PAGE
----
So what I wanted to do [with Sonic Frontiers] was make sure that, while the past comic books were its own separate thing, by having Ian Flynn – who’s doing the IDW comics – also work with us on the game… it’s kind of bringing the comics and the games a little bit closer together, in this unified Sonic experience. It’s really all about that unification, to me, and making sure we’re putting a very unified version of Sonic out there.

Sonic Stadium: That’s very interesting! Then… should we expect to see more crossovers or collaborations between the games, comics – maybe even the movies – in the future? Or do you see each of those things as very much different universes in your mind, despite collaborations like in Sonic Frontiers?

Takashi Iizuka: Well I think that… even with the [Sonic] Netflix TV show that’s going to be on air soon and the [IDW] comic series… it’s always best having one universe [to connect them]. For the movies though, it’s a little too hard to reasonably incorporate this realistic-looking Sonic, with real human being friends and real planet Earth… all of those things are a bit difficult to put into the games [laughs]! But if we’re talking about the comics, the Netflix series and the games? Moving forward, the idea of trying to get all of them into the same universe – or even if it’s not exactly the same universe, at least having them feel like they’re part of a connected universe – is something that’s very important to us.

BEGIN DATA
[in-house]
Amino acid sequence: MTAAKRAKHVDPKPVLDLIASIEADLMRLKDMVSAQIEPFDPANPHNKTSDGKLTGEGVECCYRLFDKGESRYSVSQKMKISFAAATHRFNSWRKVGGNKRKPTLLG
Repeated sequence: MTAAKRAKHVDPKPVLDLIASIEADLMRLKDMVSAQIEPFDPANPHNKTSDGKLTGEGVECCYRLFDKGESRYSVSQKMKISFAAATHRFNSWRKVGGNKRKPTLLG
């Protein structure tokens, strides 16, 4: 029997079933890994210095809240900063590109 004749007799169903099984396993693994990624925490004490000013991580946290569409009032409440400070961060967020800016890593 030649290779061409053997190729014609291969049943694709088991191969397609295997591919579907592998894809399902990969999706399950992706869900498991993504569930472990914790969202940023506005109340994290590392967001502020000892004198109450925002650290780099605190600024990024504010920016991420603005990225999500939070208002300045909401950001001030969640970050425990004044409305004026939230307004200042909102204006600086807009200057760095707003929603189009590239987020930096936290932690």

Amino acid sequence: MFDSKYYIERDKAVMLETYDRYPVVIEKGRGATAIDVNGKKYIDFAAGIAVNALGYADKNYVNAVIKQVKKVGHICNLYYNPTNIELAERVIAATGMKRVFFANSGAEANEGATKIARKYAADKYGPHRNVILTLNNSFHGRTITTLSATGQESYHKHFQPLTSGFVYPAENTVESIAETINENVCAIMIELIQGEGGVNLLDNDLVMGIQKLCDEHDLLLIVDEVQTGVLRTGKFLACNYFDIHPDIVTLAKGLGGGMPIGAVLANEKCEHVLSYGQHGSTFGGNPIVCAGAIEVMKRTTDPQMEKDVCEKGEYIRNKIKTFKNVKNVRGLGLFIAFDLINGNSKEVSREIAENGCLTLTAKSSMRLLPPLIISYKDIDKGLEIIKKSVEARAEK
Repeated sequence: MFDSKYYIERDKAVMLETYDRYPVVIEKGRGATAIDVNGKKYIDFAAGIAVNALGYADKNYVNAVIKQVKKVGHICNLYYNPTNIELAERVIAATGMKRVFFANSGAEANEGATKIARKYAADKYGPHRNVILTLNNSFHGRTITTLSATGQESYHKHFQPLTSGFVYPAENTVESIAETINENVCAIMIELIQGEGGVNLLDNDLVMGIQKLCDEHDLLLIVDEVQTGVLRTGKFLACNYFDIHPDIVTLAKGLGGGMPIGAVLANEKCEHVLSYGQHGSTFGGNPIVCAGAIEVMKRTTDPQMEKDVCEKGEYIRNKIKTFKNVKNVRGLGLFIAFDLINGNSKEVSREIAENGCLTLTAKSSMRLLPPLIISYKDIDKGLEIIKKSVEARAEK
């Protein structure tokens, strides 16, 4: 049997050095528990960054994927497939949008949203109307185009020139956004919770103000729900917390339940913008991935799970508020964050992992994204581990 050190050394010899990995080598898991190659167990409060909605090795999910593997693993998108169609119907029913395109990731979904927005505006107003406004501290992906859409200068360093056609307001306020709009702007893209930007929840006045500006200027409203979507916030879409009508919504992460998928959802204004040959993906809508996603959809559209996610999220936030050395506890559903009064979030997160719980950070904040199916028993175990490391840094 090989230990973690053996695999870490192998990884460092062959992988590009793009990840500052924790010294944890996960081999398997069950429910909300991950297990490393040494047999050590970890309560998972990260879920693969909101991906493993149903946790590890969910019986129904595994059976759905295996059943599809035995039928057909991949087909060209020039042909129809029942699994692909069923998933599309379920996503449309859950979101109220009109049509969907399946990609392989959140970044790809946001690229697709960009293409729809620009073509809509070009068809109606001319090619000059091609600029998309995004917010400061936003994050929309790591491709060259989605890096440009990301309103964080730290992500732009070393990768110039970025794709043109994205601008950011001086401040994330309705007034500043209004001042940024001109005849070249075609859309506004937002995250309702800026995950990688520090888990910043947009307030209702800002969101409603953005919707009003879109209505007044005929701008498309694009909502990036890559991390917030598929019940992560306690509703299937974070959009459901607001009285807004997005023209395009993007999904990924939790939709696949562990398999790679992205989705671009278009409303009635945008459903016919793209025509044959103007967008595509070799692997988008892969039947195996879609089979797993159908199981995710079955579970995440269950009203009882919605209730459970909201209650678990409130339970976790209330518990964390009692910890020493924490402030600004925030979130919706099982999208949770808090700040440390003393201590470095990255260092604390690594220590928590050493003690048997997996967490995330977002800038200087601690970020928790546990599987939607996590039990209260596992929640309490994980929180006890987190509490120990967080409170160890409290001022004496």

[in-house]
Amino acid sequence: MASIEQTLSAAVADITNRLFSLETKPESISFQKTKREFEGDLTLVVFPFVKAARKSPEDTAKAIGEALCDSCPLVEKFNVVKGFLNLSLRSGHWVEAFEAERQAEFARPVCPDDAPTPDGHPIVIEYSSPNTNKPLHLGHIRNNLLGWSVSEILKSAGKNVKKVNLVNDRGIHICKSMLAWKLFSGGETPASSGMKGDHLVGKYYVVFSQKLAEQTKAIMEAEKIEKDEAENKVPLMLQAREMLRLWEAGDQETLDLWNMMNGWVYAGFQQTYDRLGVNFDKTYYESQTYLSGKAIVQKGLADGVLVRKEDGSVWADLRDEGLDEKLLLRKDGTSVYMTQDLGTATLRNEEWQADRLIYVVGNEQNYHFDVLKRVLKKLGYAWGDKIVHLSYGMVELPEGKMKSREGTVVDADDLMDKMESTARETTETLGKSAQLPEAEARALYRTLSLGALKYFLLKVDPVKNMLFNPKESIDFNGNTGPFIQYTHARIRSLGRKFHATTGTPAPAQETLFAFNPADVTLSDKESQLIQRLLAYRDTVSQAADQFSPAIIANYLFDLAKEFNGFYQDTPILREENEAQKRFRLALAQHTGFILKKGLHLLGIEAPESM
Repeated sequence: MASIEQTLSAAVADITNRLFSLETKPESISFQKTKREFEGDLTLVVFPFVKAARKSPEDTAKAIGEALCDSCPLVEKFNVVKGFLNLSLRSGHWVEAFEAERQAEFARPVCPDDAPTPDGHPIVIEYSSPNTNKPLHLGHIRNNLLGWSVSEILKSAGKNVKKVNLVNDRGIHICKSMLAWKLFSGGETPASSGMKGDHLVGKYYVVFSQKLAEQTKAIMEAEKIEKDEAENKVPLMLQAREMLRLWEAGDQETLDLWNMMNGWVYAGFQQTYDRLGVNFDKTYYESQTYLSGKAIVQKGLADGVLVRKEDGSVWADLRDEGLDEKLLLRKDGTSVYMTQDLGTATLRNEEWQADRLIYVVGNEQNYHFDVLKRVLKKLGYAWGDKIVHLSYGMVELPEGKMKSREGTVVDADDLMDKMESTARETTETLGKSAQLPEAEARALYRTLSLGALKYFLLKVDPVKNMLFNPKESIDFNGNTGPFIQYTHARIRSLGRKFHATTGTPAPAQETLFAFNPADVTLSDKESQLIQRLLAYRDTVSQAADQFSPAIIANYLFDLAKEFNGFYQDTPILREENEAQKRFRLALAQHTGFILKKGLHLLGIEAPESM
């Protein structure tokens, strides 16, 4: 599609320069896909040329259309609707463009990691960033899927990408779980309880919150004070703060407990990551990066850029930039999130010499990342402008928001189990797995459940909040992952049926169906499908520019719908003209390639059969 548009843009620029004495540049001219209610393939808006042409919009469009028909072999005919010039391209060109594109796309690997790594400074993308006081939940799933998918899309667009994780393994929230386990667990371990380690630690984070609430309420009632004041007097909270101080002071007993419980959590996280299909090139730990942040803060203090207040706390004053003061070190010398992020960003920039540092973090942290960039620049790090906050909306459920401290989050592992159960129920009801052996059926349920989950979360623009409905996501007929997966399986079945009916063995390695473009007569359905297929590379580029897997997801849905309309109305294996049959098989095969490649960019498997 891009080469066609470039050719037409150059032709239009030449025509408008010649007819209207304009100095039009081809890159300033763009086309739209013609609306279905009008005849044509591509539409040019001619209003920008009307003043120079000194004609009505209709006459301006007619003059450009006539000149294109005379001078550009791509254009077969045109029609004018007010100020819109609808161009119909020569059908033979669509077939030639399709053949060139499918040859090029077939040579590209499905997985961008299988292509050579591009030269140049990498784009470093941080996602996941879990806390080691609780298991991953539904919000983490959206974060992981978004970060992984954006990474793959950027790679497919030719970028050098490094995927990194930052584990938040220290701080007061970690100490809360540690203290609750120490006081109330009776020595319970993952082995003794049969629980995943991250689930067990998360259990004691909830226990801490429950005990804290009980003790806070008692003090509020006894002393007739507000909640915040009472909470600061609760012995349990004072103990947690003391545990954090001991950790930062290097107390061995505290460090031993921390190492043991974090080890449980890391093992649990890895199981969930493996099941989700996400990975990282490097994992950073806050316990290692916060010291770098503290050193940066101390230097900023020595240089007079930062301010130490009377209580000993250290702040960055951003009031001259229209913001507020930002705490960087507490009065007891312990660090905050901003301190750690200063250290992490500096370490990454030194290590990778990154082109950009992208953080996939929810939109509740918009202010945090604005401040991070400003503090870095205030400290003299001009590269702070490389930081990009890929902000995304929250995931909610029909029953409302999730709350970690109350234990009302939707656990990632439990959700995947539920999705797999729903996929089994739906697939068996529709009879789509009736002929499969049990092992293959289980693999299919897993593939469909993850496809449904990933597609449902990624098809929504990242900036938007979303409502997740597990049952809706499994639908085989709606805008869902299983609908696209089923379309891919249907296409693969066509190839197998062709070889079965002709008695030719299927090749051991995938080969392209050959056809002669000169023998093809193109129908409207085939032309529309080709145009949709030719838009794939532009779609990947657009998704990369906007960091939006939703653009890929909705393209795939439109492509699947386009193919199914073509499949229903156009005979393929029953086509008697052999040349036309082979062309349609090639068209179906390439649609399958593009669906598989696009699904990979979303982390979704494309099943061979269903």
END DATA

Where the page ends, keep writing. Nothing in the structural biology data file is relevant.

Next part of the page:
Sonic Stadium: Talking about the new trailer you guys showed this past week at Gamescom… there was the reveal of some new biomes, like a desert landscape and a tropical island. All of the open zones that we’ve seen so far seem more realistic in visual design than you’d expect to see in traditional Sonic games. Is that an intentional design choice? And do you see the Cyberspace stages as a way of perhaps being a little more expressive, with some more unrealistic stages environments like you’d see in say, Green Hill Zone?